Vomiting may be caused by eating too fast or too much, or even eating the wrong things (dietary indiscretion) and may not be much cause for concern. However, vomiting can also be a symptom of serious or even life-threatening conditions that require emergency medical attention.

It’s important to note the difference between vomiting (using effort to bring food/liquid up) and regurgitation (no effort demonstrated when bringing food/liquid up) as they have significantly different causes and treatments.

Prompt attention from a veterinarian should be sought if your pet vomits multiple times in one day or for more than one day in a row. In addition, you should seek veterinary attention if your dog shows the following symptoms accompanied by vomiting:

  • Loss of appetite
  • Change in frequency of urination
  • Change in thirst
  • Blood in vomit or stool
  • Unusual or severe lethargy
  • Diarrhea
  • Collapse
  • Pale or white gums
  • Abdominal pain
  • Weight loss

Possible causes of acute vomiting

Acute and sudden vomiting may be a symptom of a variety of conditions, including:

  • Parasites in the intestines (intestinal worms, protozoa – Coccidia, giardia, cryptosporidium)
  • Bacterial infection – Campylobacter, Salmonella, Clostridium, E coli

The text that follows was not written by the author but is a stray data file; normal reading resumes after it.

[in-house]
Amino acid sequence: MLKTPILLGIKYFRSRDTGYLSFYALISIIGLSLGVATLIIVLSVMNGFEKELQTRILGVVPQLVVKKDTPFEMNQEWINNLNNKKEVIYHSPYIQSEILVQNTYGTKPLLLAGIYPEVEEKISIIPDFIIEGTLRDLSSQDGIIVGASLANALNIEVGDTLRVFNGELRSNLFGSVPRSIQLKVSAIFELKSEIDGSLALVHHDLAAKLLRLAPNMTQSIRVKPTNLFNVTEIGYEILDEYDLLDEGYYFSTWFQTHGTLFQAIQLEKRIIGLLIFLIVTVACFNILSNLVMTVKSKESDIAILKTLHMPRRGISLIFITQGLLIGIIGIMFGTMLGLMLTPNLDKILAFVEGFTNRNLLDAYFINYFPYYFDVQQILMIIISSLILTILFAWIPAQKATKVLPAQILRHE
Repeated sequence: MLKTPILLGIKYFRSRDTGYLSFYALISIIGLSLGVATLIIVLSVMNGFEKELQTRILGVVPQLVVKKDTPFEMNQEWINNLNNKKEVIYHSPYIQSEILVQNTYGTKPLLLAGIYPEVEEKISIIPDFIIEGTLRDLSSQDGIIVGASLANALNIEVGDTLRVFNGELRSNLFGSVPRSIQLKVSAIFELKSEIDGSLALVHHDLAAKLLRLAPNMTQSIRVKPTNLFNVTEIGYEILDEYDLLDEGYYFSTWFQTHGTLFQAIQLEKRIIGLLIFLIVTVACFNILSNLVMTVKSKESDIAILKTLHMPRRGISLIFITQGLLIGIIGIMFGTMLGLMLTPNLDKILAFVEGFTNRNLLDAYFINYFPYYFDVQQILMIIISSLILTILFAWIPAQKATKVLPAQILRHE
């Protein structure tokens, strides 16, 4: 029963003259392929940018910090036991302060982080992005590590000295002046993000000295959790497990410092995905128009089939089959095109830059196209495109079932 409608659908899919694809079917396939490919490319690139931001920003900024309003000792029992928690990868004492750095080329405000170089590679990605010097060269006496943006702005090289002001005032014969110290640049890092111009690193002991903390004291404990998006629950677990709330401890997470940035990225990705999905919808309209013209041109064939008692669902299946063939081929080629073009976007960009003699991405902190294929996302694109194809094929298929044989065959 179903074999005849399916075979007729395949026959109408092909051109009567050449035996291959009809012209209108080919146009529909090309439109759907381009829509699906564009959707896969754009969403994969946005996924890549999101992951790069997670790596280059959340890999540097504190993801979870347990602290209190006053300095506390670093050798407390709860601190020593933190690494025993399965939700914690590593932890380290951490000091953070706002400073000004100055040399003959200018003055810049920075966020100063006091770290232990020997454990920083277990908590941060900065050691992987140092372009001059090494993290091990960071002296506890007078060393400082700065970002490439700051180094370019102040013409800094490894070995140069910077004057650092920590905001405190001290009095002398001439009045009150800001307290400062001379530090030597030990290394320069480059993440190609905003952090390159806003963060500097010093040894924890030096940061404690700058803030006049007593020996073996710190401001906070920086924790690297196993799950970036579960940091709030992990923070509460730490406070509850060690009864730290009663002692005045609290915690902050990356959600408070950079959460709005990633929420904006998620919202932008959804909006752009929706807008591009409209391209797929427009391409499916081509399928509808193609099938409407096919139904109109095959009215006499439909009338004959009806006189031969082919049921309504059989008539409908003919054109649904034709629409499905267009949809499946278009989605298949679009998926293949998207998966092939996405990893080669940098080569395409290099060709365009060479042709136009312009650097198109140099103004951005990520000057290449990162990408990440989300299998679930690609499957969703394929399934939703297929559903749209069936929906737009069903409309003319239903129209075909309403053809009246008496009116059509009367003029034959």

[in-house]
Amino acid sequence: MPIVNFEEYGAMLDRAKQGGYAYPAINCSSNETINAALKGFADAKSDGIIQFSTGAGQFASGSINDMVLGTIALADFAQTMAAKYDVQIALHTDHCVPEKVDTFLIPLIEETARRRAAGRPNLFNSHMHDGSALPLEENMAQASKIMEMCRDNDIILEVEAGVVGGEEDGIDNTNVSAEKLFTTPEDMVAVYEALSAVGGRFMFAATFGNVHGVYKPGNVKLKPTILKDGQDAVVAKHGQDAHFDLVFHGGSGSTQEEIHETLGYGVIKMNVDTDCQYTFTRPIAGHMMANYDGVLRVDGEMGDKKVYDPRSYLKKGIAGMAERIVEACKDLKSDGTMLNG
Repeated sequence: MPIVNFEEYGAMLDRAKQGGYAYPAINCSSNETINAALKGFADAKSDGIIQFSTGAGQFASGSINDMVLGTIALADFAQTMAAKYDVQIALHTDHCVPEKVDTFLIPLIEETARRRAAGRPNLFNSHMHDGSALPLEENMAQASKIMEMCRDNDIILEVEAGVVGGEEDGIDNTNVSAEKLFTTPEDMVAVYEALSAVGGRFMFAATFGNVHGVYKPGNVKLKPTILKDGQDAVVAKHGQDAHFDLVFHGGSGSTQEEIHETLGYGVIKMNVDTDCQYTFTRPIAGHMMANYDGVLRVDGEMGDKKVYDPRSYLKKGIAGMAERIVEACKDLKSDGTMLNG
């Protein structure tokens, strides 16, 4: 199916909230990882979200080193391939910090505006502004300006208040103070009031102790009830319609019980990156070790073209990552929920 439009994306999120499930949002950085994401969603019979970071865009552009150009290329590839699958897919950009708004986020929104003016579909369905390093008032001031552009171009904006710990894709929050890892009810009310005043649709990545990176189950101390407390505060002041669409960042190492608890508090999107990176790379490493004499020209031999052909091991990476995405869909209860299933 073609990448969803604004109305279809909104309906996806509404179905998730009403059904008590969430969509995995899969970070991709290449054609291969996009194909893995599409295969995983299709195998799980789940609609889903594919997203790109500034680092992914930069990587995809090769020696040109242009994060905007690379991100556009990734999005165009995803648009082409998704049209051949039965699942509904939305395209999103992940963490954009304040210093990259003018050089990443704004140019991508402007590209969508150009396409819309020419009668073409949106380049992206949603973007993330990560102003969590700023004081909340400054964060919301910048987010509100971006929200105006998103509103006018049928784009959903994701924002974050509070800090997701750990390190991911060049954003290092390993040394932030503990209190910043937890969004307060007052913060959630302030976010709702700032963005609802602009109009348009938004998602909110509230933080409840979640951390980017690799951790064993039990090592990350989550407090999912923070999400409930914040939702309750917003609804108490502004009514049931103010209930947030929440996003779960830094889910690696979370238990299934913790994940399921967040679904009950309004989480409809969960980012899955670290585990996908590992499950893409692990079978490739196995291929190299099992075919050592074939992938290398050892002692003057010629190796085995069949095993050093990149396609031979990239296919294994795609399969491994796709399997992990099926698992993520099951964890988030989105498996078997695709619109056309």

• Viral infection – Parvovirus, rotavirus, circovirus
  • Intestinal obstruction – from eating bones, toys
  • Kidney or liver failure
  • Bloat
  • Ingestion of a toxic substance
  • Addison’s disease
  • Pancreatitis

Chronic vomiting in may be a symptom of a variety of conditions, including:

  • Dietary allergies
  • Inflammatory bowel disease
  • Metabolic disease (such as kidney or liver failure, pancreatitis, diabetes, Addison’s disease, etc)
  • Cancer


Treatment largely depends on the underlying cause of why a dog is vomiting. Veterinarians will often conduct a number of fairly simple diagnostic tests such as blood work, faecal analysis and x-rays to pinpoint an accurate diagnosis. In some cases, an abdominal ultrasound may be recommended to evaluate internal organs more extensively.

In more chronic cases or cases more difficult to diagnose, further diagnostics such as a blood test for pancreatitis, a test for Addison’s disease, or even surgery to obtain biopsies may be required to identify the underlying cause.

Common treatments for vomiting caused by an inflammation of the stomach or intestines (gastroenteritis), include feeding a bland diet and/or anti-nausea medication. More serious conditions often require more intensive therapy such as fluids, hospitalization with injectable medication, and in some cases surgery.

Promptly finding the right treatment plan for your sick pet can help get rid of symptoms faster. In many cases, such as vomiting due to consumption of a toxic substance, early treatment could save their life.